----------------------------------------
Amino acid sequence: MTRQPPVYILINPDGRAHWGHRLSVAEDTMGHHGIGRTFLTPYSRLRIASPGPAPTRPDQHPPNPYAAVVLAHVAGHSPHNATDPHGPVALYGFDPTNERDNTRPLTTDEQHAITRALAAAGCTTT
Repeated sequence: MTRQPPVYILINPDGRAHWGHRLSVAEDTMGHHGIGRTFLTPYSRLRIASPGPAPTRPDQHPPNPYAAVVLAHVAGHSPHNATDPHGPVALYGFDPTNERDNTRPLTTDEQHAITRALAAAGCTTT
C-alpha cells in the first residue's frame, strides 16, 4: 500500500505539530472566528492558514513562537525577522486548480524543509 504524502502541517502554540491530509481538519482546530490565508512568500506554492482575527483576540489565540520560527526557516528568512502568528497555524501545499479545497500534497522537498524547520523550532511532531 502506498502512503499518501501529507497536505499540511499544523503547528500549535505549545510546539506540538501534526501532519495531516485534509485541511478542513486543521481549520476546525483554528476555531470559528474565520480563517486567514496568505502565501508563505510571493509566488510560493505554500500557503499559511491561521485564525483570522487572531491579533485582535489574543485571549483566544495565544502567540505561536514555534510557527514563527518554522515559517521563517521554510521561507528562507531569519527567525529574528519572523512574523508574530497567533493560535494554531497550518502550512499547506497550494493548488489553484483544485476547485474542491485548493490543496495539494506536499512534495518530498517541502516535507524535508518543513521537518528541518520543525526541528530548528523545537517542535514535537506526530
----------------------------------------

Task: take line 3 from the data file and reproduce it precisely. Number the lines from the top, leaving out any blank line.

C-alpha cells in the first residue's frame, strides 16, 4: 500500500505539530472566528492558514513562537525577522486548480524543509 504524502502541517502554540491530509481538519482546530490565508512568500506554492482575527483576540489565540520560527526557516528568512502568528497555524501545499479545497500534497522537498524547520523550532511532531 502506498502512503499518501501529507497536505499540511499544523503547528500549535505549545510546539506540538501534526501532519495531516485534509485541511478542513486543521481549520476546525483554528476555531470559528474565520480563517486567514496568505502565501508563505510571493509566488510560493505554500500557503499559511491561521485564525483570522487572531491579533485582535489574543485571549483566544495565544502567540505561536514555534510557527514563527518554522515559517521563517521554510521561507528562507531569519527567525529574528519572523512574523508574530497567533493560535494554531497550518502550512499547506497550494493548488489553484483544485476547485474542491485548493490543496495539494506536499512534495518530498517541502516535507524535508518543513521537518528541518520543525526541528530548528523545537517542535514535537506526530